Dangerously Incompetent and Good at It

Somebody was recently telling me about his former boss, who was not only bad at his job but good at stopping good work from being done. He ended up concluding that the guy must have been crazy or mentally deficient. Unfortunately, while some of these people might be a card short of a deck, they usually aren’t mentally ill in any way recognized by psychology. Most of them don’t think of themselves as bad bosses. They show up in a lot of good organizations, particularly in the military, despite the way all organizations don’t want them around.

I think the truth is this: Some people have good skills at advancing and getting promoted, at playing politics, and at being impressive to their superiors. (Sometimes even to people at the same level who don’t work with them.) But with people under them, they’re only interested in using them to stay afloat until they can get promoted again. They don’t actually care about their jobs as jobs, or they only care about their own ideas. Either way, they’re unlikely to listen to reason that doesn’t come from their own heads.

I’ve been lucky never to have worked under such people. But I know plenty of people who have.

Anyway, this comes up because an alternate WWII discussion actually suggested that time travelers should make sure to kill or imprison one General Lesley McNair, because he got a lot of people killed with his teachings. And yet, he was the guy in charge of the Army staff college, right before the war. He also had a protegee named Fredendall who was later considered to have been dangerously incompetent; McNair recommended him for all kinds of important jobs.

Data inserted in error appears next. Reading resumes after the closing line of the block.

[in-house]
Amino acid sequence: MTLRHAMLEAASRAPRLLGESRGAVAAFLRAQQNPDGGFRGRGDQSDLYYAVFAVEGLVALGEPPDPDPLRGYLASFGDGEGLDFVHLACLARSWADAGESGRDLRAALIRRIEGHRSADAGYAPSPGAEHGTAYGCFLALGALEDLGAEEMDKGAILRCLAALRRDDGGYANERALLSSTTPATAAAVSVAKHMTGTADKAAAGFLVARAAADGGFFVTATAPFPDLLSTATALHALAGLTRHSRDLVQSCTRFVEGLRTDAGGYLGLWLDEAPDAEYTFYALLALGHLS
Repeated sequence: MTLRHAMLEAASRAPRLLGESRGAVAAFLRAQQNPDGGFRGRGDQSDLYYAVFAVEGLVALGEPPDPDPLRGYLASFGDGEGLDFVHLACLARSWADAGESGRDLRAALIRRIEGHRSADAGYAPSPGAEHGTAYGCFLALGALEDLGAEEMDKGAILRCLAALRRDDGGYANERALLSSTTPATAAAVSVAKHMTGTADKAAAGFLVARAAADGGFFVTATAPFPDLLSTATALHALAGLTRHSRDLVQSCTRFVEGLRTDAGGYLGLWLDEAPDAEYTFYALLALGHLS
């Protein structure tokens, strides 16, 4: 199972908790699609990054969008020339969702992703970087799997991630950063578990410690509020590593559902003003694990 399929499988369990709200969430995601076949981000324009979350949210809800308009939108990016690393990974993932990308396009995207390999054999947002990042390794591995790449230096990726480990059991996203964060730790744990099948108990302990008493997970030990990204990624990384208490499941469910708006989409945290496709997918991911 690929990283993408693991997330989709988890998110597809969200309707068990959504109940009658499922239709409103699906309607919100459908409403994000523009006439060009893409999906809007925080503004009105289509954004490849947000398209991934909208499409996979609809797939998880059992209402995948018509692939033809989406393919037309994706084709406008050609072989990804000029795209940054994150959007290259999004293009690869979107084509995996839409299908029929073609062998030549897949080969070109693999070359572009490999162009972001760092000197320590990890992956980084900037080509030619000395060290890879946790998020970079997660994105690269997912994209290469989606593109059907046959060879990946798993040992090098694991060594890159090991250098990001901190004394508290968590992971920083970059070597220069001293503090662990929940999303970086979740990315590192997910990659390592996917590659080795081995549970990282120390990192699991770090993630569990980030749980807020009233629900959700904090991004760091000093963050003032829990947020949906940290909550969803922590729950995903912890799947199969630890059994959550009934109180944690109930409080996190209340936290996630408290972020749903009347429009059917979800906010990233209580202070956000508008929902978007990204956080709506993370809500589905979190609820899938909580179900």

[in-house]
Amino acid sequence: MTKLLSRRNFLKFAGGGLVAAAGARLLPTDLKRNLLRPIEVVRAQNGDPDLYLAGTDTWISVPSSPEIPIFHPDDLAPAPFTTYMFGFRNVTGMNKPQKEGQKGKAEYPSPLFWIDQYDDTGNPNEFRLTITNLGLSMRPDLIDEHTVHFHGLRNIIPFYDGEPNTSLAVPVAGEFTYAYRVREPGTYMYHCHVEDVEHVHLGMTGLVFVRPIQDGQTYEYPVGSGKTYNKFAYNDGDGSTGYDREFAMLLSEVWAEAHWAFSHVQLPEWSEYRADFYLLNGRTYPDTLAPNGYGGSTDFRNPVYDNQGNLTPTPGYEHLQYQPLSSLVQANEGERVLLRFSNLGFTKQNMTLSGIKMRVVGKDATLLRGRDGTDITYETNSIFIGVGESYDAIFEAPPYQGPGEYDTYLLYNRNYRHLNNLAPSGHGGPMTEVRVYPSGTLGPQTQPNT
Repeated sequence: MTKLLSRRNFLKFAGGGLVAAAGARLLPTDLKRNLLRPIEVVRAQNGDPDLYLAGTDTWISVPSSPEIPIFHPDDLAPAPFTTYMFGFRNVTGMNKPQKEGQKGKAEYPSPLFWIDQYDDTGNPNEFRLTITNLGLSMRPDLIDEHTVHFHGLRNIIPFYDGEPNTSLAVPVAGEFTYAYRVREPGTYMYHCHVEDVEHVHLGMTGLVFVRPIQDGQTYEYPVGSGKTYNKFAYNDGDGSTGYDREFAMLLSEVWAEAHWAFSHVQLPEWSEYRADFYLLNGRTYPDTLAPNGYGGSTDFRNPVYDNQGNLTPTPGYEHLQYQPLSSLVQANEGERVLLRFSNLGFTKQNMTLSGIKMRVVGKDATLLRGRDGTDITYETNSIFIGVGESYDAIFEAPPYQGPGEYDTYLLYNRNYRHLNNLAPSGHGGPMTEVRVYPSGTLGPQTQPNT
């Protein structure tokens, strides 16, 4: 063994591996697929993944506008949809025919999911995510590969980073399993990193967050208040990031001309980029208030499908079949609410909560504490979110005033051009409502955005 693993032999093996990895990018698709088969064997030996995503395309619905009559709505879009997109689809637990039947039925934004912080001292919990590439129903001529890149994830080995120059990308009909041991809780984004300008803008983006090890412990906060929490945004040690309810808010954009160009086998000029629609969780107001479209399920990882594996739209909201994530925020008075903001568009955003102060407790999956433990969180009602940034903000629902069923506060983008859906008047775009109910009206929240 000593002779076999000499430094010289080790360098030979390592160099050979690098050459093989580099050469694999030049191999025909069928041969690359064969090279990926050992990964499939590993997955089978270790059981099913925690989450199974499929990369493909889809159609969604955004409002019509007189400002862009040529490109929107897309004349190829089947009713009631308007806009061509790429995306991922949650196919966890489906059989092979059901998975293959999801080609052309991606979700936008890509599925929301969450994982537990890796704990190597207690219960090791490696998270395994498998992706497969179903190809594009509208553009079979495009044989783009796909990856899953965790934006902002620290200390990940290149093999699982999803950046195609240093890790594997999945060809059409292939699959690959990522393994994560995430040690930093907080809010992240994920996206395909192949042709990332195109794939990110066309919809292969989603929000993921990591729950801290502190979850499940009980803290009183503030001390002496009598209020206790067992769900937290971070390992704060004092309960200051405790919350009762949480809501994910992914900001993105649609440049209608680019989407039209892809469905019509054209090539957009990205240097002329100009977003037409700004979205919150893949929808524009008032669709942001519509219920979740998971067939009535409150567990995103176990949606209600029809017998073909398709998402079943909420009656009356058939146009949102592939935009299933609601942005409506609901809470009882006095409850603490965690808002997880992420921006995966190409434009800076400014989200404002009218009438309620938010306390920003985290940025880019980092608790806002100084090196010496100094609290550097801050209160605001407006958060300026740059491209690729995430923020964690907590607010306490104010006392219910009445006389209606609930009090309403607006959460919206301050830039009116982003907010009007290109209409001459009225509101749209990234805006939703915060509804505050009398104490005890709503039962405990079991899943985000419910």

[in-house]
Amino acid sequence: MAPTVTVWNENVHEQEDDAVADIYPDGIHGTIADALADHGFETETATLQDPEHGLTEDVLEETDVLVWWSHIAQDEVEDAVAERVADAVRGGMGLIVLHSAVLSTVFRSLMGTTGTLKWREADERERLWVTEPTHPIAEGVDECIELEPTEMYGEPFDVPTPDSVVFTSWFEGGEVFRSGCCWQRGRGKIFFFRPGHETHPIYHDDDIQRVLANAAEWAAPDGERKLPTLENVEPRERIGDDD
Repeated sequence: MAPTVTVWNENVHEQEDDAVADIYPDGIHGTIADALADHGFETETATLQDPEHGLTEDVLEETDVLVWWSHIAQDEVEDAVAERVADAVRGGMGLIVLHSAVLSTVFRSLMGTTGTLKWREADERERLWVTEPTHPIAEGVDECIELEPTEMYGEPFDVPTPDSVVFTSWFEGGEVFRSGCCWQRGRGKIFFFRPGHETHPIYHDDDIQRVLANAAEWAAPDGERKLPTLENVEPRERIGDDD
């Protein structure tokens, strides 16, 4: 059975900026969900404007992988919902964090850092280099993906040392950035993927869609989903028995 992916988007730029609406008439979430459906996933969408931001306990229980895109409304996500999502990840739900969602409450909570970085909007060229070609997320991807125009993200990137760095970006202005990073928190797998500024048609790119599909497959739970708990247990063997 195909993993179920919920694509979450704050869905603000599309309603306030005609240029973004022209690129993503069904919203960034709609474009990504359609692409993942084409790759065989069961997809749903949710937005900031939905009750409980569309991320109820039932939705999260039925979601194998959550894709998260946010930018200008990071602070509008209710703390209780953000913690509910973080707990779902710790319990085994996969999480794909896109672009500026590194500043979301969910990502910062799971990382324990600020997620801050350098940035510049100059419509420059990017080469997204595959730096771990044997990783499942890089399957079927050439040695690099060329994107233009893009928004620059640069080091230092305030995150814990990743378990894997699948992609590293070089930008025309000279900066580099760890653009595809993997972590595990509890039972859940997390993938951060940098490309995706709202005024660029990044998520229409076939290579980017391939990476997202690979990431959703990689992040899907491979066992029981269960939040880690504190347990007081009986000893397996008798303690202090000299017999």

And no, I don’t think you can blame this all on the way some military people do better in peacetime than wartime, and vice versa. I think it’s a matter of some people valuing social skills too much (and a very narrow sort of social skills at that), to the point that they don’t notice they’re not backed up with results.



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5 responses to “Dangerously Incompetent and Good at It

  1. I think it’s a matter of some people valuing social skills too much (and a very narrow sort of social skills at that), to the point that they don’t notice they’re not backed up with results.

    I think there’s a big dose of people-as-a-means, and plain old blind ambition to boot.

    • Well, I meant not so much motivation of the incompetent folks as why their superiors don’t notice there’s something wrong with them. It is pretty amazing, how far incompetent people can go on that. I mean, it can’t all be kicking them upstairs, can it?

      • This is the Peter Principle — people are promoted to their level of incompetence. As long as one does good work, one gets bumped up level after level until they reach a level that they cannot handle. They can’t be promoted because they’re no longer doing good work, and they can’t be demoted to the last place they were still an asset because of the stigma of demotion (not to mention the likely threat of legal action).

        So in a large organization, you end up with a corporate reporting tree that’s mostly full of people who have reached the level of responsibility beyond their ability to handle.

      • Problem: there are people being promoted who aren’t doing good work, and– in living memory– never did. They are not assets at all, yet for some reason they are much loved by those over them.

        Generally shows up in places where “those over them” are not constantly in direct contact.

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